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Tauzin eases up on industry despite copyright impasse

Jun 10, 2002  •  Post A Comment

House Energy and Commerce Chairman Billy Tauzin, R-La., will not offer digital television legislation anytime soon, despite a major impasse among industry players over how to protect digital content from copyright infringement.
The congressman has repeatedly threatened to offer a bill mandating copy-protection standards if television, motion picture, consumer electronics and computer executives can’t forge a consensus.
The standards are needed to prevent digital programming from being illegally retransmitted on the Internet, a worry that has kept Hollywood and the networks from airing premium fare in digital. A report issued last week by an industry coalition underscores that agreement is far off.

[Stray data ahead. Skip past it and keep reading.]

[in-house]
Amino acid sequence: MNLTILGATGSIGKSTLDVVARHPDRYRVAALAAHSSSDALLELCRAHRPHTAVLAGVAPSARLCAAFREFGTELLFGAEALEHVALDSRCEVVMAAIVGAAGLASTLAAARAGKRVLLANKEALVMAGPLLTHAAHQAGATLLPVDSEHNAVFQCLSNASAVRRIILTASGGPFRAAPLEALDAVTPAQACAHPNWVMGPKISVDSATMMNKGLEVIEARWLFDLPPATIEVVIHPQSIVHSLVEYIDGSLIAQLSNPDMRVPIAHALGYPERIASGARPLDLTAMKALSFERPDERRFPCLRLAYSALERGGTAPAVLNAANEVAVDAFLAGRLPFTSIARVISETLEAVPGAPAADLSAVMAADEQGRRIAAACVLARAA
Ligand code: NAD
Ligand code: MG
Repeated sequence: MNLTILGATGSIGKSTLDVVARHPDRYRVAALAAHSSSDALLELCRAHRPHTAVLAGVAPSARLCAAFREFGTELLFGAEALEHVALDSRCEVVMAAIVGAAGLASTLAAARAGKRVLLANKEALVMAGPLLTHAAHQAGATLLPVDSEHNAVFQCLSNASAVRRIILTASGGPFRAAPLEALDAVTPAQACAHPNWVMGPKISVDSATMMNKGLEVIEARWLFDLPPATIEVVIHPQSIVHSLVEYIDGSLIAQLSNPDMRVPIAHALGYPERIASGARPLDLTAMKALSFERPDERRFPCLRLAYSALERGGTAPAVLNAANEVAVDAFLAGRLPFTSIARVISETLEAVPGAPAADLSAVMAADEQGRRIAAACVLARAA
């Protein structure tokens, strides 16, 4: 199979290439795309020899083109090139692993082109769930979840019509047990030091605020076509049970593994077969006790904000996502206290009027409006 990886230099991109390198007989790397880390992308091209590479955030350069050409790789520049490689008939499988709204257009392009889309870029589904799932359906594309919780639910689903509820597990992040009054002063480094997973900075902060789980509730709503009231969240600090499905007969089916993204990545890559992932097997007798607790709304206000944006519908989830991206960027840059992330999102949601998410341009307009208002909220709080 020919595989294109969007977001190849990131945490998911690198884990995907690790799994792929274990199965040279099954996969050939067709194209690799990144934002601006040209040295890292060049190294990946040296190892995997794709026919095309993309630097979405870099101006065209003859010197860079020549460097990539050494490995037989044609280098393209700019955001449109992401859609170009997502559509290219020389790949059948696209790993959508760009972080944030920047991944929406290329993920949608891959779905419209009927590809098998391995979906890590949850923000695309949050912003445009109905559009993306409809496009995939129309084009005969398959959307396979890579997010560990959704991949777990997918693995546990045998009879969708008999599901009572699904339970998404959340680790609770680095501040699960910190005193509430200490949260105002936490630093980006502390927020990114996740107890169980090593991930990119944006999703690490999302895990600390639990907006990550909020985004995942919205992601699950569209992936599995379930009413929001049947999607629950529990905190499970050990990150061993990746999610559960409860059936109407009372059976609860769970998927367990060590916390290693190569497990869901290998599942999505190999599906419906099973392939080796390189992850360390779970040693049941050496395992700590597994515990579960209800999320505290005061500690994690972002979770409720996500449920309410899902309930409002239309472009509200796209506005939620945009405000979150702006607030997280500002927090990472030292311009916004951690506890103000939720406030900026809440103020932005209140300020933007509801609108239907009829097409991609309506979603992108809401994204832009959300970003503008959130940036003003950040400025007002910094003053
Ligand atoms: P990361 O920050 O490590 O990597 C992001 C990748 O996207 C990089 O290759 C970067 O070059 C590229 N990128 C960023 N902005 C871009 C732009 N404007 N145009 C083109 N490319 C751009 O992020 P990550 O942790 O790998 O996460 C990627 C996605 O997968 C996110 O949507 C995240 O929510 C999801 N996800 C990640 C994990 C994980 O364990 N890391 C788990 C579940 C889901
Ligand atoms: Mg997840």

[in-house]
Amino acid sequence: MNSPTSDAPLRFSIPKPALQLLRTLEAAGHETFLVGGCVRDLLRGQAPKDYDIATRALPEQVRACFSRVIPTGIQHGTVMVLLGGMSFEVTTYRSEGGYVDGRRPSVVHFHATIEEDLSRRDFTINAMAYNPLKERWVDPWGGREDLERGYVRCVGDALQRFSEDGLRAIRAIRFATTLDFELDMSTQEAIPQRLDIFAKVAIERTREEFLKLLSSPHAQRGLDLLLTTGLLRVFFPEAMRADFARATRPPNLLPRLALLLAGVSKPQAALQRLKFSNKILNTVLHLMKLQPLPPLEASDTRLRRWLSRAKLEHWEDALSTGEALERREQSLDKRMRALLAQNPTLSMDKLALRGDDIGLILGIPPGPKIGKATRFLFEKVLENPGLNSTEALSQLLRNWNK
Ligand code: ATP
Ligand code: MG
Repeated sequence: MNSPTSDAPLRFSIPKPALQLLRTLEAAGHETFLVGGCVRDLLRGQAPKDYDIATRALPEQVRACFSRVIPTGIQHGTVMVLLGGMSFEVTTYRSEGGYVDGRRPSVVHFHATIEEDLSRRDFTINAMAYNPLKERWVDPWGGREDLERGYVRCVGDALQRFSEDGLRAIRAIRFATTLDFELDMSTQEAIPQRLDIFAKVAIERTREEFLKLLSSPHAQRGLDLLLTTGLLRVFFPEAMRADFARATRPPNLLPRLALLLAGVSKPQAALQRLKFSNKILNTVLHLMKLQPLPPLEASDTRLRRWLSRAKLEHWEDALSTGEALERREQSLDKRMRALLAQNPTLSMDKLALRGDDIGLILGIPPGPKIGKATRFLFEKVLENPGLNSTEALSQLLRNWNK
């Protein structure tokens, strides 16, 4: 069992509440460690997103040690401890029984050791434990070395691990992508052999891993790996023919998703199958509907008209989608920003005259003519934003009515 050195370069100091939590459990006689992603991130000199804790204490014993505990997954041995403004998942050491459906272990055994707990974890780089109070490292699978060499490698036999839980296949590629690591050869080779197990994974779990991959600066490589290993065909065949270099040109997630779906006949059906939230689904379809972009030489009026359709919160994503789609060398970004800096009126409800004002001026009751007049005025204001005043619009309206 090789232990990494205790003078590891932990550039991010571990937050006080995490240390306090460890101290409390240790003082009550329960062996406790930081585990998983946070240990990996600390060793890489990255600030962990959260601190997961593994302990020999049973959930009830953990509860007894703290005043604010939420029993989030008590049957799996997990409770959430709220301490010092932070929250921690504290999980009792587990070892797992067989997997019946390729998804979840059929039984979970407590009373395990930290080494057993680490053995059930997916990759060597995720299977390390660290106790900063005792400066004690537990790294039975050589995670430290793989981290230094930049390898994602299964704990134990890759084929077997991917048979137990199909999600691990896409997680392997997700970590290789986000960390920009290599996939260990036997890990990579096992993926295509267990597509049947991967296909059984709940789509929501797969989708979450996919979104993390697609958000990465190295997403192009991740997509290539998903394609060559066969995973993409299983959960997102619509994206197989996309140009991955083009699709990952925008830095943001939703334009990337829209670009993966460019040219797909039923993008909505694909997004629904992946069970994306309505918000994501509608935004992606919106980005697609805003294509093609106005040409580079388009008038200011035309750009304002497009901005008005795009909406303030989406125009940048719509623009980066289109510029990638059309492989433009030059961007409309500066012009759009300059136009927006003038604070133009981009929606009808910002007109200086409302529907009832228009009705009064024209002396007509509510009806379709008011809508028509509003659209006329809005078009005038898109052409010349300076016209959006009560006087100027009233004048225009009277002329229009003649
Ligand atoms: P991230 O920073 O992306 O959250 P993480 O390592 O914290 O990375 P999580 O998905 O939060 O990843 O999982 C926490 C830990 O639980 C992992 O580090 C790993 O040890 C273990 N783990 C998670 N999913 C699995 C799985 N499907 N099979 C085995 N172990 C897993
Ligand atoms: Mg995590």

Nevertheless, the congressman will tell media executives at a Tuesday meeting in Washington of his digital TV roundtable that he’ll give them more time to deliberate as long as they make headway.
“The report, while disappointing, still represents some progress,” said Ken Johnson, Rep. Tauzin’s spokesman. “Either the industry will resolve all of these problems collectively, or Congress will do it for them.”
The report embraces use of a broadcast flag, an electronic marker to protect digital TV programs from illegal copying and redistribution on the Internet. But manufacturers and industry watchdogs complain that it proposes standards that would severely restrict the rights of consumers to make personal copies of digital programs.